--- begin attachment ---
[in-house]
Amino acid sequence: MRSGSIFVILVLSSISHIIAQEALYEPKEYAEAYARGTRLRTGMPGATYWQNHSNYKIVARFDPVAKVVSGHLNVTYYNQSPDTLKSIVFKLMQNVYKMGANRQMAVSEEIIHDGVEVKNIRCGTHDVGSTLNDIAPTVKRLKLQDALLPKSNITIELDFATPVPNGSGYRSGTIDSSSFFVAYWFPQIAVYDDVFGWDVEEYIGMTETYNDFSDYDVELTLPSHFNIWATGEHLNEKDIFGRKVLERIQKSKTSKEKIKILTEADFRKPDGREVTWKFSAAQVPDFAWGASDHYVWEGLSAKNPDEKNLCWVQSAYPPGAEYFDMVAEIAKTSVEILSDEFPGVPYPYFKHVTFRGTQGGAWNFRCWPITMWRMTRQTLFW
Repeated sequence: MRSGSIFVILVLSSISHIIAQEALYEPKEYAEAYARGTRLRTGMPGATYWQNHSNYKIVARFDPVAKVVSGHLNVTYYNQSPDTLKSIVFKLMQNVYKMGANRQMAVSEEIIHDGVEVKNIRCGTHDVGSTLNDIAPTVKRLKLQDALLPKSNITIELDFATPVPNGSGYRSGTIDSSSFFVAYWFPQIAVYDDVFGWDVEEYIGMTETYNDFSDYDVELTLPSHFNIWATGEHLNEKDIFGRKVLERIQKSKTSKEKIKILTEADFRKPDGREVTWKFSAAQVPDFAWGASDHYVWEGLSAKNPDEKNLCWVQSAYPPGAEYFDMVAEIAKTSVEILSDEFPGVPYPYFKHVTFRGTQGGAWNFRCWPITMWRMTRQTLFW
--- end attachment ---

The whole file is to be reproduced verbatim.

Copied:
[in-house]
Amino acid sequence: MRSGSIFVILVLSSISHIIAQEALYEPKEYAEAYARGTRLRTGMPGATYWQNHSNYKIVARFDPVAKVVSGHLNVTYYNQSPDTLKSIVFKLMQNVYKMGANRQMAVSEEIIHDGVEVKNIRCGTHDVGSTLNDIAPTVKRLKLQDALLPKSNITIELDFATPVPNGSGYRSGTIDSSSFFVAYWFPQIAVYDDVFGWDVEEYIGMTETYNDFSDYDVELTLPSHFNIWATGEHLNEKDIFGRKVLERIQKSKTSKEKIKILTEADFRKPDGREVTWKFSAAQVPDFAWGASDHYVWEGLSAKNPDEKNLCWVQSAYPPGAEYFDMVAEIAKTSVEILSDEFPGVPYPYFKHVTFRGTQGGAWNFRCWPITMWRMTRQTLFW
Repeated sequence: MRSGSIFVILVLSSISHIIAQEALYEPKEYAEAYARGTRLRTGMPGATYWQNHSNYKIVARFDPVAKVVSGHLNVTYYNQSPDTLKSIVFKLMQNVYKMGANRQMAVSEEIIHDGVEVKNIRCGTHDVGSTLNDIAPTVKRLKLQDALLPKSNITIELDFATPVPNGSGYRSGTIDSSSFFVAYWFPQIAVYDDVFGWDVEEYIGMTETYNDFSDYDVELTLPSHFNIWATGEHLNEKDIFGRKVLERIQKSKTSKEKIKILTEADFRKPDGREVTWKFSAAQVPDFAWGASDHYVWEGLSAKNPDEKNLCWVQSAYPPGAEYFDMVAEIAKTSVEILSDEFPGVPYPYFKHVTFRGTQGGAWNFRCWPITMWRMTRQTLFW